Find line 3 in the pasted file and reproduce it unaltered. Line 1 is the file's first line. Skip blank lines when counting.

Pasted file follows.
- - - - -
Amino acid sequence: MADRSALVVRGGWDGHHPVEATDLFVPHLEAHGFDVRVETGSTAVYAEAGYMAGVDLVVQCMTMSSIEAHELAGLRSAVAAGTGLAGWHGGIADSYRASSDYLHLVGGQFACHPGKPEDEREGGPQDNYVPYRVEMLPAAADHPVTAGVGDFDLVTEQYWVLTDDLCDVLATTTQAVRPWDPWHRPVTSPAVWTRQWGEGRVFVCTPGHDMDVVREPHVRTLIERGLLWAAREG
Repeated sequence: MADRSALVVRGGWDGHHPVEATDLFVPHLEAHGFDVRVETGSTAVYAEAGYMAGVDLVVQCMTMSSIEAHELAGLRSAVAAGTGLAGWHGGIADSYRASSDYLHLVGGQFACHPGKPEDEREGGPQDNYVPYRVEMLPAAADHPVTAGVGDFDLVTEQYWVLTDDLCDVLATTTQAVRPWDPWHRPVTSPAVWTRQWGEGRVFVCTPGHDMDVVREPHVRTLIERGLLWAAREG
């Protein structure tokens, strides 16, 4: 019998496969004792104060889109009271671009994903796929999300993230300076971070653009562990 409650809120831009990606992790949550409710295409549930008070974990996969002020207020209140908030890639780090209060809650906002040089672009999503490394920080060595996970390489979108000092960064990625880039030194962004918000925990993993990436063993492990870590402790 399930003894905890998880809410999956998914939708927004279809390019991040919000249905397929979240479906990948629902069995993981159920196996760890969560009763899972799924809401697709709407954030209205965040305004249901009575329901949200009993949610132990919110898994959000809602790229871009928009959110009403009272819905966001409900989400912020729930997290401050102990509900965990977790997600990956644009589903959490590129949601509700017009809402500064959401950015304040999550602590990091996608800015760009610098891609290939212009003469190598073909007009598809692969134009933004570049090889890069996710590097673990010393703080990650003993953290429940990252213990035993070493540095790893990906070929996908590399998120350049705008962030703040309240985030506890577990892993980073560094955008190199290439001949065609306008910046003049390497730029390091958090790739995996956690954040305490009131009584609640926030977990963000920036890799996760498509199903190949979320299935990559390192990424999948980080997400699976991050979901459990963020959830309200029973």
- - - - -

């Protein structure tokens, strides 16, 4: 019998496969004792104060889109009271671009994903796929999300993230300076971070653009562990 409650809120831009990606992790949550409710295409549930008070974990996969002020207020209140908030890639780090209060809650906002040089672009999503490394920080060595996970390489979108000092960064990625880039030194962004918000925990993993990436063993492990870590402790 399930003894905890998880809410999956998914939708927004279809390019991040919000249905397929979240479906990948629902069995993981159920196996760890969560009763899972799924809401697709709407954030209205965040305004249901009575329901949200009993949610132990919110898994959000809602790229871009928009959110009403009272819905966001409900989400912020729930997290401050102990509900965990977790997600990956644009589903959490590129949601509700017009809402500064959401950015304040999550602590990091996608800015760009610098891609290939212009003469190598073909007009598809692969134009933004570049090889890069996710590097673990010393703080990650003993953290429940990252213990035993070493540095790893990906070929996908590399998120350049705008962030703040309240985030506890577990892993980073560094955008190199290439001949065609306008910046003049390497730029390091958090790739995996956690954040305490009131009584609640926030977990963000920036890799996760498509199903190949979320299935990559390192990424999948980080997400699976991050979901459990963020959830309200029973």